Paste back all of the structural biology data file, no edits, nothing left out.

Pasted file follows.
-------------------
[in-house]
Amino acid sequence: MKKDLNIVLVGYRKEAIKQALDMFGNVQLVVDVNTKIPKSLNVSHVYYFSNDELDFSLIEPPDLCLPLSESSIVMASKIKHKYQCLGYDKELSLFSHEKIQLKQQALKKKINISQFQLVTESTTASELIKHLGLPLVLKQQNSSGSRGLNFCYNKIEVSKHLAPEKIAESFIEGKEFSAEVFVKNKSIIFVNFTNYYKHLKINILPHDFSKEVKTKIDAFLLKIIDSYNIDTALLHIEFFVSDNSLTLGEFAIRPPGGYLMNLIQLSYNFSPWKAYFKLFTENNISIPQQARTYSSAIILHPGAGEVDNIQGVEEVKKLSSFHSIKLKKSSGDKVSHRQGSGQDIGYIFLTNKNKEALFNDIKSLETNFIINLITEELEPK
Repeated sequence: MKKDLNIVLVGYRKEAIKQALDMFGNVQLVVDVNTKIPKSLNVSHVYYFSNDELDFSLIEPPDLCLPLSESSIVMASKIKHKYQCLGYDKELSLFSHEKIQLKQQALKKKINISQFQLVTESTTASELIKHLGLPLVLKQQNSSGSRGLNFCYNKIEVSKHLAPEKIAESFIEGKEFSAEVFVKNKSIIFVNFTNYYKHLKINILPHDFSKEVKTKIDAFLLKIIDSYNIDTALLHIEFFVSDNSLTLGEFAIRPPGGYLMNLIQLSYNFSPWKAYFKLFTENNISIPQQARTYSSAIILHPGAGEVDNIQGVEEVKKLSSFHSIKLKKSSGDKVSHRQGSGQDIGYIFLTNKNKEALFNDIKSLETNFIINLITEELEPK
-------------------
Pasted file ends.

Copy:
[in-house]
Amino acid sequence: MKKDLNIVLVGYRKEAIKQALDMFGNVQLVVDVNTKIPKSLNVSHVYYFSNDELDFSLIEPPDLCLPLSESSIVMASKIKHKYQCLGYDKELSLFSHEKIQLKQQALKKKINISQFQLVTESTTASELIKHLGLPLVLKQQNSSGSRGLNFCYNKIEVSKHLAPEKIAESFIEGKEFSAEVFVKNKSIIFVNFTNYYKHLKINILPHDFSKEVKTKIDAFLLKIIDSYNIDTALLHIEFFVSDNSLTLGEFAIRPPGGYLMNLIQLSYNFSPWKAYFKLFTENNISIPQQARTYSSAIILHPGAGEVDNIQGVEEVKKLSSFHSIKLKKSSGDKVSHRQGSGQDIGYIFLTNKNKEALFNDIKSLETNFIINLITEELEPK
Repeated sequence: MKKDLNIVLVGYRKEAIKQALDMFGNVQLVVDVNTKIPKSLNVSHVYYFSNDELDFSLIEPPDLCLPLSESSIVMASKIKHKYQCLGYDKELSLFSHEKIQLKQQALKKKINISQFQLVTESTTASELIKHLGLPLVLKQQNSSGSRGLNFCYNKIEVSKHLAPEKIAESFIEGKEFSAEVFVKNKSIIFVNFTNYYKHLKINILPHDFSKEVKTKIDAFLLKIIDSYNIDTALLHIEFFVSDNSLTLGEFAIRPPGGYLMNLIQLSYNFSPWKAYFKLFTENNISIPQQARTYSSAIILHPGAGEVDNIQGVEEVKKLSSFHSIKLKKSSGDKVSHRQGSGQDIGYIFLTNKNKEALFNDIKSLETNFIINLITEELEPK